Payment limits topple, but the livestock title looks good — for now

Update [2007-12-14 13:5:54 by Tom Philpott]:The Senate just passed the farm bill, 79-14. Presumably the livestock title is intact. Now it's time to mount an epochal battle to defend that important title as Congress reconciles the House and Senate versions, which will take place in early 2008. The Senate is set to vote on the farm bill this afternoon. I'll be trying to pull a Brian Beutler and follow the debate via CSpan. An amendment that would have limited subsidy payments crumbled yesterday despite winning the vote 56-43. That's because, in filibuster-related shenanigans similar to what happened to the energy …

Read more: Food, Politics

Comments

Beyond the farm bill

Progressive urban food bills could help reshape America’s food future

The following is a guest essay by Christopher D. Cook, author of Diet for a Dead Planet: Big Business and the Coming Food Crisis. His work has appeared in The Nation, Harper's, The Economist, The Christian Science Monitor and Mother Jones. ----- After many legislative hiccups along the way, Congress is rapidly deciding the fate of America's food supply: what's grown, how it's produced and by whom, and how that food will affect our health and the planet. The roughly $288 billion Farm Bill, covering everything from urban nutrition and food stamp programs to soil conservation and farm subsidies, will …

Read more: Food, Politics

Comments

To those who are blasé about expanding the RFS

Once in place, the RFS will be nigh impossible to eliminate

Several posts during the past week, and countless ones elsewhere, have asked people to support the Energy Bill making its way through Congress. Some people have no problem with one of its major provisions, which calls for substantially expanding the Renewable Fuels Standard (RFS) -- the regulation that requires minimum amounts of ethanol, biodiesel, or other biofuels to be incorporated into the volume of transport fuels used each year. Indeed, some would even welcome the prospect. Many others do not like the idea, but seem to feel that it is a price worth paying in order to preserve solar investment …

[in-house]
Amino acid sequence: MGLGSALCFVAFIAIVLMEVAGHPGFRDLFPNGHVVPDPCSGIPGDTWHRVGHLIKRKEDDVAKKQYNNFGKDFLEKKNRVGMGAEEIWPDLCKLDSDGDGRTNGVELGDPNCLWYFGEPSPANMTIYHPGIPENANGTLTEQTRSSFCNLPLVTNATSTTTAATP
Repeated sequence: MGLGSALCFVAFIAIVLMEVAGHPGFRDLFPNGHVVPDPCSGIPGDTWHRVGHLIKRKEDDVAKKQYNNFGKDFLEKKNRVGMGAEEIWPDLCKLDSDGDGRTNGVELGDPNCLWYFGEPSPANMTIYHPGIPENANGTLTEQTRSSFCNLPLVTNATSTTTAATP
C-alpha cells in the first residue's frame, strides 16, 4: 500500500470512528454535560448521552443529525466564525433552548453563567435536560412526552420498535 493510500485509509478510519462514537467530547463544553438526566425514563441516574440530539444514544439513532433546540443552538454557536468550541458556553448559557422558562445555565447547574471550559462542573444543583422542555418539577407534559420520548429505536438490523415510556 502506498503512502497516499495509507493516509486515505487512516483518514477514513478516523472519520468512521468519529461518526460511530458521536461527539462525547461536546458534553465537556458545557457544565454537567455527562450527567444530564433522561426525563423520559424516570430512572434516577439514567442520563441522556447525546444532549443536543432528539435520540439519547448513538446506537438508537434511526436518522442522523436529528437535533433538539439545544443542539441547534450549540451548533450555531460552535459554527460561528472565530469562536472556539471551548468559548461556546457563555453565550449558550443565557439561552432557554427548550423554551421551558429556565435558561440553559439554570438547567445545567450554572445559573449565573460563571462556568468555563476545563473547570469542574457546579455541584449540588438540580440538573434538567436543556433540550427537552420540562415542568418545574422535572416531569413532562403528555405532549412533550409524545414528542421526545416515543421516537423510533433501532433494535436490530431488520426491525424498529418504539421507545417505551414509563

Comments

How I shucked my oyster ambivalence and learned to love the noble bivalve

I've lived in Boston for years, but for some reason, I had never visited nearby Portland, Maine -- until last week, that is. I chose a dramatic occasion for my Portland debut: an Oyster Tasting Night put on by Slow Food Portland. Aw, shucks. Photo: pingpongdeath My previous opinion about the celebrated bivalve was decidedly lukewarm. My lack of oyster enthusiasm once even forced me to consider the specter of parental disownment. Having avoided oysters for years, I ate my first one when I was in Denver in my early 20s. I called my Baltimore-born, oyster-obsessed dad afterward to boast …

Read more: Food, Living

Comments

Wild salmon and coral both in trouble, say studies

Infestations of sea lice (ew) in salmon farms off the west coast of Canada are threatening local wild salmon populations -- to the extent that the wild fish could be extinct within four years, says a new study published in Science. While the researchers focused on fish populations off the coast of British Columbia, they believe their findings could be applicable anywhere there's a high density of fish farms where wild salmon also run. But the Canadian Department of Fisheries and Oceans remains unconvinced: "They are asking us to believe 80 percent mortality is from one source," says Brian Riddell …

Read more: Food